Tanzania is the fourth largest producer of cashew in the world, but 90% of the cashew yield was being exported as raw material. This has reduced because Fahad has built an agro processing company, mainly working with cashew nut. The big idea behind the vision is essentially creating value and working closely with farmers who were being exploited. They are not getting the real monetary value for what they are producing. He stressed, “We have taken an approach where we consider the farmer as important, if not more important than our customers. We treat them like we would treat our customers. We try to assist them and provide them with solutions that would make their jobs easier, help to bring them into the value chain so that they can also participate in that extra value addition, earn more income. The goal is that by working with us for a minimum of 6 years, the farmer’s life should be completely different. We are not doing our jobs if the farmer’s life is not changing as a result of working with us.”

Through trainings in collaboration with other stakeholders like the Naliendele Agriculture Research Institute (NARI), the regional government, and the Cashew Nut Board of Tanzania, which is providing seedlings for farmers that want to grow cashew in other regions. YYTZ Agro has worked to connect a new breed of farmers interested in cashew production to the ones who had been in the business, particularly in the Southern part of Tanzania where cashew is the main crop. They have spent a week with the farmers, learning everything from seeds, planting, building nurseries, grafting, taking care of the cashew tree, how to transfer the plants from the nursery to the field, best soil for growing cashew and pruning. They also learnt of the different cashew diseases, pests and pest control. After the training, the visiting farmers were able to get some know-how, which they took back with them to their region to pass the training to the rest of the farmers there.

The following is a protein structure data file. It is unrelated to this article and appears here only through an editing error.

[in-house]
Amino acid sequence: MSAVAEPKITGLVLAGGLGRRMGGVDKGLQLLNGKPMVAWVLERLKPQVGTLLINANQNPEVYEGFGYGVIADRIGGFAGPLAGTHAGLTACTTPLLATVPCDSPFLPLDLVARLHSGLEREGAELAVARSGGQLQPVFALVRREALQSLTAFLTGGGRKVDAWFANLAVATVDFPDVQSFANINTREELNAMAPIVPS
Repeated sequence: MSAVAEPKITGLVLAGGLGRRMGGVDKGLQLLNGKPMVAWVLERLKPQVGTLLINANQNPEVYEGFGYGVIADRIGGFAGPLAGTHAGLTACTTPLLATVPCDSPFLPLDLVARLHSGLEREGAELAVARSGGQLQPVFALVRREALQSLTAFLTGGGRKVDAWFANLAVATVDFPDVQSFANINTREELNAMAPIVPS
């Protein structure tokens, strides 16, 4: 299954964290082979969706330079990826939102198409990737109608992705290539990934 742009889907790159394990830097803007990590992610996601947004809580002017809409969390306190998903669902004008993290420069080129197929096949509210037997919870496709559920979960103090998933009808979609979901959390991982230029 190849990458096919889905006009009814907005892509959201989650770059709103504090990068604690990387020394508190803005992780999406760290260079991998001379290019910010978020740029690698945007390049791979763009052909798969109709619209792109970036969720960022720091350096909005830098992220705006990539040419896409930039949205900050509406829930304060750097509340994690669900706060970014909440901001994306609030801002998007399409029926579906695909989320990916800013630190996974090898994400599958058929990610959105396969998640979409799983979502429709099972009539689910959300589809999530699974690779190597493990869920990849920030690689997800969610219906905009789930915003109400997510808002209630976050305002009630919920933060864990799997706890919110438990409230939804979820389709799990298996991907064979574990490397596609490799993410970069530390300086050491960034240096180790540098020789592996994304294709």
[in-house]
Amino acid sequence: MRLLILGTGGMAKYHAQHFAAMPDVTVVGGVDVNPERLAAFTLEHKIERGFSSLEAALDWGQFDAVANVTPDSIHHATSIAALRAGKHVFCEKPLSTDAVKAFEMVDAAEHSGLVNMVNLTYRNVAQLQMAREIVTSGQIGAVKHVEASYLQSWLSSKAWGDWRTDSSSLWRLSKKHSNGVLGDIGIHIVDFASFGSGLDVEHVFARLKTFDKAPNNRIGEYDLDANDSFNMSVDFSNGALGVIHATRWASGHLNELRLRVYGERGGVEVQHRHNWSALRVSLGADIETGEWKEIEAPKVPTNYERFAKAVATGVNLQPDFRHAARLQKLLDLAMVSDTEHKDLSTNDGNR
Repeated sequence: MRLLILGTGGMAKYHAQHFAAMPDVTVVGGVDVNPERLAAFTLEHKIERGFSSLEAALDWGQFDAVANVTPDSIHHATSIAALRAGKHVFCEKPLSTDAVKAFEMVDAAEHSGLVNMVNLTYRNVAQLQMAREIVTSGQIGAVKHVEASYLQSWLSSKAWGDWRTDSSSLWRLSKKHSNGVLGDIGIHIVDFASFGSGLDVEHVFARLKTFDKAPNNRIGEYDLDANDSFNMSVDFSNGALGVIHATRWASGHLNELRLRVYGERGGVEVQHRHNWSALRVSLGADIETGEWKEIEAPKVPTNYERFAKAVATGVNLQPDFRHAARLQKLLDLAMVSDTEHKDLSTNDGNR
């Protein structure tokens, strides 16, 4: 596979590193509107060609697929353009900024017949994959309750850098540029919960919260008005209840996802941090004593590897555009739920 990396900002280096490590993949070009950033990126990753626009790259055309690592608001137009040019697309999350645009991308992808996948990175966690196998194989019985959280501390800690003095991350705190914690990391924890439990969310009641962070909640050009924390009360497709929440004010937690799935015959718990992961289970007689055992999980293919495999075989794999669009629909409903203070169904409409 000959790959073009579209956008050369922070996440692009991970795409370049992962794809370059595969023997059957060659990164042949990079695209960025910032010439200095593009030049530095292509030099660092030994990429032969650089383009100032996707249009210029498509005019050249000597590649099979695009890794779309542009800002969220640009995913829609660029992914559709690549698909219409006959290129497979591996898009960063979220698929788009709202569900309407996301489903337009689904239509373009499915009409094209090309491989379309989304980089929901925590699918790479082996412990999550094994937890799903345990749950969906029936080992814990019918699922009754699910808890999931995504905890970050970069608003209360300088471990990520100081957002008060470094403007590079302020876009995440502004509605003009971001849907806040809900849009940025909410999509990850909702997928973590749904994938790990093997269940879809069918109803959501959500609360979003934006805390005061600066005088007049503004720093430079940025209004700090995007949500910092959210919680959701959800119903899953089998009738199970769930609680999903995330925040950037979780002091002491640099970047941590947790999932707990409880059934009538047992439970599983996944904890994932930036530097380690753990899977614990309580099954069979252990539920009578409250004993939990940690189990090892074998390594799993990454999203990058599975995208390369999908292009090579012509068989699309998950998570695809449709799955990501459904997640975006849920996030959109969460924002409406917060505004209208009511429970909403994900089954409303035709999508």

They also teach these farmers basic financial literacy, making sure that they have bank accounts, so they transact through the bank and they are able to build up a credit history which will enable them to get small loans to grow their business.

YYTZ Agro intends to expand to other African countries. “I feel that if we can implement this well here, we can also replicate this in other African countries. Even if it is not me doing it, I want other young people to see that it is feasible, it is possible and we need to start creating value in our countries,” says Fahad.

According to him, his greatest asset in the business is the farmers. “Without them, there isn’t anything. It all starts and ends with the farmer. This is why we are focused on building them. Also our understanding the business side and my talented team of energetic young people. I have immense hope for the future not just for my industry. I see a lot of young people that are going to change the continent. Our young people are our best asset. I think our priority should be how to empower these young people and make it easy for them to start ventures, get support and have access to financing.”

 

Facebook Comments

comments

Chiamaka Akuba33 Posts

Chiamaka Akuba is a graduate of Mass Communication of the University of Lagos, Nigeria. She is passionate about emerging markets and entrepreneurship and is actively working with the industry. She loves her conversations challenging and can’t help laughing when you call her ‘Honourable Writer of the Federal Republic'. Chiamaka is a Staff Writer at Outrepreneurs.

Login

Welcome! Login in to your account

Remember meLost your password?

Lost Password

%d bloggers like this: